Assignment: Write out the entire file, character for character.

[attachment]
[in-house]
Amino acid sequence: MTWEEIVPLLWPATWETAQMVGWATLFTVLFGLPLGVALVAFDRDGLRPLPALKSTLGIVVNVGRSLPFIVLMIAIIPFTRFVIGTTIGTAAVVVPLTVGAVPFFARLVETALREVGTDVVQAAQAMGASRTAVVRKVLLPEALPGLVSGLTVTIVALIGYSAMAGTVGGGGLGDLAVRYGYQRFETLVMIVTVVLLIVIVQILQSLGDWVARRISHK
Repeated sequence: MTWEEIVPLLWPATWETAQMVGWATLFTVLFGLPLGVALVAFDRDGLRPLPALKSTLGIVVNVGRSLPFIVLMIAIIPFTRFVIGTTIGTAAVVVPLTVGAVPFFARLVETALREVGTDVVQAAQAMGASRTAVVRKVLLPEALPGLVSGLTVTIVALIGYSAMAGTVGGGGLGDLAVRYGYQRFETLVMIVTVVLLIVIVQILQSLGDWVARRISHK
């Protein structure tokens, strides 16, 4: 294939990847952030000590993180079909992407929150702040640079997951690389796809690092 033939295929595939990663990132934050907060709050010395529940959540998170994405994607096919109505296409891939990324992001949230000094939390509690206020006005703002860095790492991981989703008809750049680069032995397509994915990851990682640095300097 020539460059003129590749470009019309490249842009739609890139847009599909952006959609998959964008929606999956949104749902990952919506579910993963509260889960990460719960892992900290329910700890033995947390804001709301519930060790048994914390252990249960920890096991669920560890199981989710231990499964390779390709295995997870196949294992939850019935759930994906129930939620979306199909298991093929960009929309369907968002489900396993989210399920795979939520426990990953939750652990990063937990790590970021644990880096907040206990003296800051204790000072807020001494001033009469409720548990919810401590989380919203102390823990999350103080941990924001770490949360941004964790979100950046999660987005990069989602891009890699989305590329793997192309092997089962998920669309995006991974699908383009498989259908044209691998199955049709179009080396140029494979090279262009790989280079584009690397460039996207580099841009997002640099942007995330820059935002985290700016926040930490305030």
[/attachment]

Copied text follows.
[in-house]
Amino acid sequence: MTWEEIVPLLWPATWETAQMVGWATLFTVLFGLPLGVALVAFDRDGLRPLPALKSTLGIVVNVGRSLPFIVLMIAIIPFTRFVIGTTIGTAAVVVPLTVGAVPFFARLVETALREVGTDVVQAAQAMGASRTAVVRKVLLPEALPGLVSGLTVTIVALIGYSAMAGTVGGGGLGDLAVRYGYQRFETLVMIVTVVLLIVIVQILQSLGDWVARRISHK
Repeated sequence: MTWEEIVPLLWPATWETAQMVGWATLFTVLFGLPLGVALVAFDRDGLRPLPALKSTLGIVVNVGRSLPFIVLMIAIIPFTRFVIGTTIGTAAVVVPLTVGAVPFFARLVETALREVGTDVVQAAQAMGASRTAVVRKVLLPEALPGLVSGLTVTIVALIGYSAMAGTVGGGGLGDLAVRYGYQRFETLVMIVTVVLLIVIVQILQSLGDWVARRISHK
């Protein structure tokens, strides 16, 4: 294939990847952030000590993180079909992407929150702040640079997951690389796809690092 033939295929595939990663990132934050907060709050010395529940959540998170994405994607096919109505296409891939990324992001949230000094939390509690206020006005703002860095790492991981989703008809750049680069032995397509994915990851990682640095300097 020539460059003129590749470009019309490249842009739609890139847009599909952006959609998959964008929606999956949104749902990952919506579910993963509260889960990460719960892992900290329910700890033995947390804001709301519930060790048994914390252990249960920890096991669920560890199981989710231990499964390779390709295995997870196949294992939850019935759930994906129930939620979306199909298991093929960009929309369907968002489900396993989210399920795979939520426990990953939750652990990063937990790590970021644990880096907040206990003296800051204790000072807020001494001033009469409720548990919810401590989380919203102390823990999350103080941990924001770490949360941004964790979100950046999660987005990069989602891009890699989305590329793997192309092997089962998920669309995006991974699908383009498989259908044209691998199955049709179009080396140029494979090279262009790989280079584009690397460039996207580099841009997002640099942007995330820059935002985290700016926040930490305030």